Home March 2020 Hermiston church begins to rebuild after devastating fire

Hermiston church begins to rebuild after devastating fire

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HERMISTON — Gutted by fire a year and a half ago, a church here has begun to rebuild.

As reported on GleanerNow.com, a news website for the Ridgefield, Wash.- based North Pacific Union Conference of the Seventh-day Adventist Church, construction of the new Hermiston Adventist Church is under way.    In the meantime, about 100 church members are worshipping in the nearby Hermiston Junior Academy.

Although the exterior of the burned church looked mostly whole following the 2018 blaze, the interior was a mass of charred wood, broken glass and melted plastic. It was declared unsafe and unsalvageable and was eventually demolished.

The congregation voted to accept plans for a somewhat larger, more modern-looking structure to be built on the original property. Included are a fellowship hall and kitchen for cooking classes, health-focused events and “open table” community meals, along with a chapel for Spanish-speaking members.

The church also hopes on the property to resume Journey to Bethlehem, a Christmas program that thousands have attended during the past decade.

But funding the new building has been challenging.  Negotiations between insurance adjusters resulted in a settlement that fell far short of the amount originally anticipated

To date, the congregation has raised $105,000 — largely from their own donations — towards the significant deficit they face building the new church.  Assumption of a $250,000 loan is planned. Letters have been written to sister churches, community contacts, family and friends. Children have brought coins to church each week to contribute.  Dinners and online or garage sales are scheduled.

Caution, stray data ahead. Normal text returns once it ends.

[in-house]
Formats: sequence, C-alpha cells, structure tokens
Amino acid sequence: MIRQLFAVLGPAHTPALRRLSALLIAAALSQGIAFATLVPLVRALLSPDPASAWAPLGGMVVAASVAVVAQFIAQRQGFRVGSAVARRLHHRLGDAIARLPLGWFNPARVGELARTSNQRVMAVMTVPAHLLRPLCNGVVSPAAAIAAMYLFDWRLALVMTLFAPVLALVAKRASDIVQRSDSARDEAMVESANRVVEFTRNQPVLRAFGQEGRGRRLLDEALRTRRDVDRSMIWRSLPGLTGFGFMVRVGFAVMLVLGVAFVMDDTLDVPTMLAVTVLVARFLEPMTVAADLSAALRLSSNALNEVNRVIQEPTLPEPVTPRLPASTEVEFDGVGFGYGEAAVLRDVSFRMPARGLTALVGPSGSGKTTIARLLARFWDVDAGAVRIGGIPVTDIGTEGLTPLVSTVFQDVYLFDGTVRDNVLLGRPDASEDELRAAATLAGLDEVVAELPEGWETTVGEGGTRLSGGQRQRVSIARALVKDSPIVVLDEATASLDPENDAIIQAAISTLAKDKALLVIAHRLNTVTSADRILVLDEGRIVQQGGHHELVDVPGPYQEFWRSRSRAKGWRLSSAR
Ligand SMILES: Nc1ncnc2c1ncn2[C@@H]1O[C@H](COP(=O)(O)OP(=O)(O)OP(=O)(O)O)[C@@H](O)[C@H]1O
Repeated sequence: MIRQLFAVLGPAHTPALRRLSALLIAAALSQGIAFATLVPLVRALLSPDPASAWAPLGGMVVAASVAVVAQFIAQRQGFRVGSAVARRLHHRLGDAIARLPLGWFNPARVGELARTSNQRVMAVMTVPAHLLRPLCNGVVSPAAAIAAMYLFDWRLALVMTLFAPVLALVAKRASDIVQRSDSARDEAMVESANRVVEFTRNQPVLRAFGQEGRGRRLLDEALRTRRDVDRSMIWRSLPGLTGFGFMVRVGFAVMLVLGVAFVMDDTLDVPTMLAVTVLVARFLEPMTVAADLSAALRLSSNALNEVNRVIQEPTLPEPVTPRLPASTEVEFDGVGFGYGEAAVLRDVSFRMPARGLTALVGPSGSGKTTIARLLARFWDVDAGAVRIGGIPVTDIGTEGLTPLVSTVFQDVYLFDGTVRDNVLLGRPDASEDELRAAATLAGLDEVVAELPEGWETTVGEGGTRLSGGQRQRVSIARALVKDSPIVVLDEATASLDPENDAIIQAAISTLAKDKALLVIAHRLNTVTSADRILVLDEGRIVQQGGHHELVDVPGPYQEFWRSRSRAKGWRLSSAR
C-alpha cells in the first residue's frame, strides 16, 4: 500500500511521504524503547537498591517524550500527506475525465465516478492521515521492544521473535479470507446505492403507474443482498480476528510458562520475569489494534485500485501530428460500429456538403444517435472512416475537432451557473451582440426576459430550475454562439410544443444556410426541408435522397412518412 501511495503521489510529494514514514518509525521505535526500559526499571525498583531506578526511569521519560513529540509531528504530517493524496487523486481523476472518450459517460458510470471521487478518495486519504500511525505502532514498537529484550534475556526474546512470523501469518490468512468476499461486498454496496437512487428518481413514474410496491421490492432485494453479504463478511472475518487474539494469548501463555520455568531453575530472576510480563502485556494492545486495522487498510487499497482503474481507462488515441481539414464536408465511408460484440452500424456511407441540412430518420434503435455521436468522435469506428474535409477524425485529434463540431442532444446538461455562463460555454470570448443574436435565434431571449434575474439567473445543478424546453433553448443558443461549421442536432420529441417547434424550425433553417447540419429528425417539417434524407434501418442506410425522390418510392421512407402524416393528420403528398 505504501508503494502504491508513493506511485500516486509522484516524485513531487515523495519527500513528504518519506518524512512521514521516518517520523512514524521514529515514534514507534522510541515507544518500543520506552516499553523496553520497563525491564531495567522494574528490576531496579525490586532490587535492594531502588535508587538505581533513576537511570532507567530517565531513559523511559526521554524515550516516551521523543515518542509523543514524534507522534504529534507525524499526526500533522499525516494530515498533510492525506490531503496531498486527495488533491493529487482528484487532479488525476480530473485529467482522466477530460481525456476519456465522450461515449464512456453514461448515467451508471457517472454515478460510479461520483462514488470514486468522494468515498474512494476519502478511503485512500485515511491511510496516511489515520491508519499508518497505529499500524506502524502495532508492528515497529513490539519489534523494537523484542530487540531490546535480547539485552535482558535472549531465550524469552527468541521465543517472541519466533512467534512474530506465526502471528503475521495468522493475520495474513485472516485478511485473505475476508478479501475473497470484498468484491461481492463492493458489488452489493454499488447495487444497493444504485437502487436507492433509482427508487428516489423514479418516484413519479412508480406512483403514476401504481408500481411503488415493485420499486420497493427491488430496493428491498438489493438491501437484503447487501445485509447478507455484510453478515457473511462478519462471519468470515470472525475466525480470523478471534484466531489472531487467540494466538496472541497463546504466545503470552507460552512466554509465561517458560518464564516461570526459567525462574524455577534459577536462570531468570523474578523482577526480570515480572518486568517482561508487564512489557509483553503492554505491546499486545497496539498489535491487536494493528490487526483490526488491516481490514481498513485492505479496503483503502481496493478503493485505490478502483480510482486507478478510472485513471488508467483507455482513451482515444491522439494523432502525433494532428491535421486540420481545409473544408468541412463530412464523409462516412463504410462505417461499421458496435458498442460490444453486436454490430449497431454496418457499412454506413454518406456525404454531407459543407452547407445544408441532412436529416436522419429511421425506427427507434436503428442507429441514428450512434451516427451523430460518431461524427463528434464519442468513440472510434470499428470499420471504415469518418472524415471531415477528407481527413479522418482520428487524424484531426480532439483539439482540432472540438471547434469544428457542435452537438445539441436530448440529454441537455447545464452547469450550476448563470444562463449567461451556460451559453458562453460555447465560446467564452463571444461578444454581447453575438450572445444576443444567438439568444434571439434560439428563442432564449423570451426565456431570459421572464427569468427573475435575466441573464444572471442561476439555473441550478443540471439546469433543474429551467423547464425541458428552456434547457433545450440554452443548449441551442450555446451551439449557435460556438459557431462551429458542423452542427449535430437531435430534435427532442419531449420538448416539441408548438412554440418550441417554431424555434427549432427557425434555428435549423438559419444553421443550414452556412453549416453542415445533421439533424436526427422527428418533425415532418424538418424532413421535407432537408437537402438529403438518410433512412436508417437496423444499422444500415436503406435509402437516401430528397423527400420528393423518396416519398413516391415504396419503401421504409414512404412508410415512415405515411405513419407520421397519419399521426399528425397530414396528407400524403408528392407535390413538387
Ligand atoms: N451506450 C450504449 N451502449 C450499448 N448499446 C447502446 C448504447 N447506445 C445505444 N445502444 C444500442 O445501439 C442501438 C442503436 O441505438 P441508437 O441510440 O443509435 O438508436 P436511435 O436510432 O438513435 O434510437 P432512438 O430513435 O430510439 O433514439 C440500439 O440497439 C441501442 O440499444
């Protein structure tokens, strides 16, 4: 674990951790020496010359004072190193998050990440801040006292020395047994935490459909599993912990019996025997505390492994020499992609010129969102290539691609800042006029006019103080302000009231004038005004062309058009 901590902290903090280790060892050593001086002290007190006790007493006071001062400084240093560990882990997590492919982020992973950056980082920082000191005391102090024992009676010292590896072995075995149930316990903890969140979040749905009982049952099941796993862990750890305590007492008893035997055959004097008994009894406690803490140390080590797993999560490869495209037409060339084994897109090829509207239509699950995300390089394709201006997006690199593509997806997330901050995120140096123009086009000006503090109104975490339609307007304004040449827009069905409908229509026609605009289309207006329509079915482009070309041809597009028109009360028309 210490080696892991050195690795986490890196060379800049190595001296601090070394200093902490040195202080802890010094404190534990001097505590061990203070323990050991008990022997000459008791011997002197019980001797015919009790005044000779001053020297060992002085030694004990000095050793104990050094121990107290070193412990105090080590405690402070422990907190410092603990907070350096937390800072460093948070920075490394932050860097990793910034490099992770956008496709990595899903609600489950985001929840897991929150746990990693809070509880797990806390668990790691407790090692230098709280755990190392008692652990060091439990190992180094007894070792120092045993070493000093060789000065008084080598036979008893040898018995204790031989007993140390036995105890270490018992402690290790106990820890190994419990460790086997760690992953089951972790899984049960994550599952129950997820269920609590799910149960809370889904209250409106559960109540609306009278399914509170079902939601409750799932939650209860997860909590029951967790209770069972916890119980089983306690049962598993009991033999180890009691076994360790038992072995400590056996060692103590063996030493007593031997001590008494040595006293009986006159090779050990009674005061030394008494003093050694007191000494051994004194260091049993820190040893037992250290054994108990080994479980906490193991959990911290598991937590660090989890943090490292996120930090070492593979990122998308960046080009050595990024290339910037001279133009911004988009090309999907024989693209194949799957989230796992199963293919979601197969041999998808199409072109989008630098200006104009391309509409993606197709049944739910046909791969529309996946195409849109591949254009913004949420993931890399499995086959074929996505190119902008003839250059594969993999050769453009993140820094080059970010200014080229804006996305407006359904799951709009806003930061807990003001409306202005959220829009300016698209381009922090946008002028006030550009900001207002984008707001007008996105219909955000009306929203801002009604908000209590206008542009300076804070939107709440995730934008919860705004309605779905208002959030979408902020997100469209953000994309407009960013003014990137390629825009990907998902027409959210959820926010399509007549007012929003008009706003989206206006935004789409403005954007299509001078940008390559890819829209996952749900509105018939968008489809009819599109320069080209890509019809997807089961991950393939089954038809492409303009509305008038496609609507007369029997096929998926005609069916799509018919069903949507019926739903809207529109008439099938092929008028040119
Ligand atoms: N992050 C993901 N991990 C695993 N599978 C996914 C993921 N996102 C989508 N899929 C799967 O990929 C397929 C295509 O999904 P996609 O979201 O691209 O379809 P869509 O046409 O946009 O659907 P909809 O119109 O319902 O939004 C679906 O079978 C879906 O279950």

According to GleanerNow.com, contractor Mark Black of Advantage Construction Management in Walla Walla, Wash., is studying ways to make substantial cost cuts, including a generous reduction of his usual fees.  GoFundMe page, listed under “Rebuilding after the Church Fire,” was initiated last fall, with hopes of filling the $600,000 gap in needed funding.

The website notes that the task facing the  Hermiston Church may appear daunting, but the congregation’s faith is strong.  A number of current members were young participants in the original church building project of the 1960s and remember the commitment of earlier generations. Members firmly believe God will continue to impress many to give sacrificially as the church attempts to recover from a devastating loss.